my summary: A good story, one a family could probably enjoy. Mr. Death stories are always intriguing, this one is subtle and sly. Street scenes and 1950s New York apartments are pretty realistic, July heat seems to be portrayed effectively. My favorite parts were Death introducing himself by wilting the flower and Lew affirming his afterlife, "up there?" "Up there, Mr. Bookman, YOU MADE IT." Walking down the street with Death. Very nice.

"Lewis J. Bookman, age: sixtyish, occupation: pitchman. Formerly a fixture of the summer, formerly a rather minor componant to a hot July but throughout his life a man beloved by the children and therefore a most important man. Couldn't happen, you say? Probably not in most places, but it did happen.....in the Twilight Zone.

Welcome Home Almeida on hold.....

Perez says Fox announced 24 wouldn't be back on until January 2009.
This is very disappointing. My Tony Almeida reunion party will have to wait I guess.....



HOPEFULLY NOT MUCH LONGER!!!!

Friday, February 15, 2008

The Twilight Zone Diaries, episode 1



I WROTE THESE DURING THE SUMMER OF 1999 WHEN I STARTED WORKING AT NORTHWEST AIRLINES. CLEARLY I NEEDED SOMETHING TO DO WITH MY TIME AND WATCHING THE TWILIGHT ZONE SEEMED TO FILL THE MORNING HOURS BEFORE I WENT TO WORK. THESE ARE VERY CHEESY AND PROBABLY SHALLOW BUT I THINK THIS SHOW MORE THAN ANYTHING LED TO ME GOING TO SCHOOL FOR FILM.

Where is Everybody?

originally aired: October 2, 1959
written by: Rod Serling
starring: Earl Holliman, James Gregory

"the place is here, the time is now, and the journey into the shadows that we're about to watch could be our journey..."

**pilot episode**

classification: drama/fantasy

story: An astronaut wanders into a mysteriously empty town. He eventually discovers that he has been in an isolation tank and that the town is just a hallucination. Note: In Serling's own novelization, a further twist was added: after the astronaut is brought back to reality, in his pocket he finds a theater ticket stub which he had unconciously picked up in the town.

my summary: Excellent episode. Probably one of the finest in the series. Creepiest parts were the mannequin of course, just on principle, and dude almost getting locked in the jail cell (by nobody). I feel very sorry for Mr. Air Force; his lonliness saddens me.

"Up there, up there in the vastness of space in the void that is the sky. Up there is an enemy known as isolation. It sits there in the starts waiting, waiting with the patience of eons. Forever waiting, in the Twilight Zone."

Memories of our first betamax VCR tapes


The first two videos my father brought home were CHRISTINE and THE BLUES BROTHERS. I was ten years old, my brother would have been six during the summer of 1986. We had no idea what either of the two films were about but we were excited to finally have a VCR nontheless. We had seen many films by then, mostly on cable or satellite, and out of those, most were horror films like Pscyho, Pscycho 2, and Friday the Thirteenth (the final chapter, or so we thought then). When Dewey popped in Christine we were excited and scared because he told us it would be a film about a car that KILLS PEOPLE!!!!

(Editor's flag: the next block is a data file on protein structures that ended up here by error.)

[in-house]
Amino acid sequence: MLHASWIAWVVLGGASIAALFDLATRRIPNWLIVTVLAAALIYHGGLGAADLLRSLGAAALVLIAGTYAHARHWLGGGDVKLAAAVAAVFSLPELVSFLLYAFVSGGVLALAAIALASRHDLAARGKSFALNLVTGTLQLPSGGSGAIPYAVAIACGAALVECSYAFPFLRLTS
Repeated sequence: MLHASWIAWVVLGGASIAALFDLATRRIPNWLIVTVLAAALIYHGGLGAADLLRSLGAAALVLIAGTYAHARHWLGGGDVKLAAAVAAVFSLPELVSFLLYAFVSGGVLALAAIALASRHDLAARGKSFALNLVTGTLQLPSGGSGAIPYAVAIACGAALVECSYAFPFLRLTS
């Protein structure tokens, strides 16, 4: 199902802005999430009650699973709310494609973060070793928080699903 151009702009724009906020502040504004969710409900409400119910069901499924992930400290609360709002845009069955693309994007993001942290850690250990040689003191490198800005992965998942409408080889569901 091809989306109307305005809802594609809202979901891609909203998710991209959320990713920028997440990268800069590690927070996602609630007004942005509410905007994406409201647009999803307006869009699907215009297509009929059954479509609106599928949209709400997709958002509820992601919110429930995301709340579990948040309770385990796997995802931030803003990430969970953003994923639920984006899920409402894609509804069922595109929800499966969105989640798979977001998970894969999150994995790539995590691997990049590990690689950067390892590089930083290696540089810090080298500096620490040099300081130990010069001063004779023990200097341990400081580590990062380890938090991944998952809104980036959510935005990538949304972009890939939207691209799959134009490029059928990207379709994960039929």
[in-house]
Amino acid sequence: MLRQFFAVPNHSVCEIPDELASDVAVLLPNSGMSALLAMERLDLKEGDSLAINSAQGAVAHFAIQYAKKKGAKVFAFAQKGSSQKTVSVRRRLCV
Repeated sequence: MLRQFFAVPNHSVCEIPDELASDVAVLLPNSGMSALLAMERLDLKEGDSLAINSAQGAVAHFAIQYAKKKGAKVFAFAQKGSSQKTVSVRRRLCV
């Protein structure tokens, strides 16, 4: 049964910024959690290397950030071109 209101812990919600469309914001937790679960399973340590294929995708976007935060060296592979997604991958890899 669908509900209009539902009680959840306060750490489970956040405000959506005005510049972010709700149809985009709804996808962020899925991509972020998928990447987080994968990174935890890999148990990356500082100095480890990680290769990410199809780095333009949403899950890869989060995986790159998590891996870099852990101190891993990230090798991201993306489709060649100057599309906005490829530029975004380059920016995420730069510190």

Wow.
I remember feeling a bit moved by many of the music selections in Christine, none of which would have been popular or current for the time (the film was released in 1983 and I believe to have taken place in the here and now): Buddy Holly, Little Richard, Ritchie Valens; along with some stuff that would have been current then, like Thorogood and The Rolling Stones. Really, has any other song been as well placed in a film as "Bad to the Bone?" That song alone was probably enough to win my father's approval, despite the fact that it's a scary Stephen King adaptation that was actually picked up by a cool director.....

My brother and I watched this film (along with the other one) at least once a day every day that summer. It would be a long time before quoting films in social settings would be cool but we seriously could have started at the beginning and performed it to the end if anyone would have posed such a challenge. Our favorite parts all had to do with the car. Killing Moochie and the close up on the tire squeal when Christine floors a good smoke show and starts chasing him, rebuilding herself while Arnie stands in front of her, watching, and the fire-y blaze that chases after Buddy Reperton down the highway after completely crashing into the gas pumps and his camaro (SOME SHIT HEAD IS FOLLOWING ME!!). We also really got into the character of Darnell, that guy definitely had the best lines of the film, which, if I remember correctly, stayed pretty true to King's novel. It would be a few years before I tackled THAT.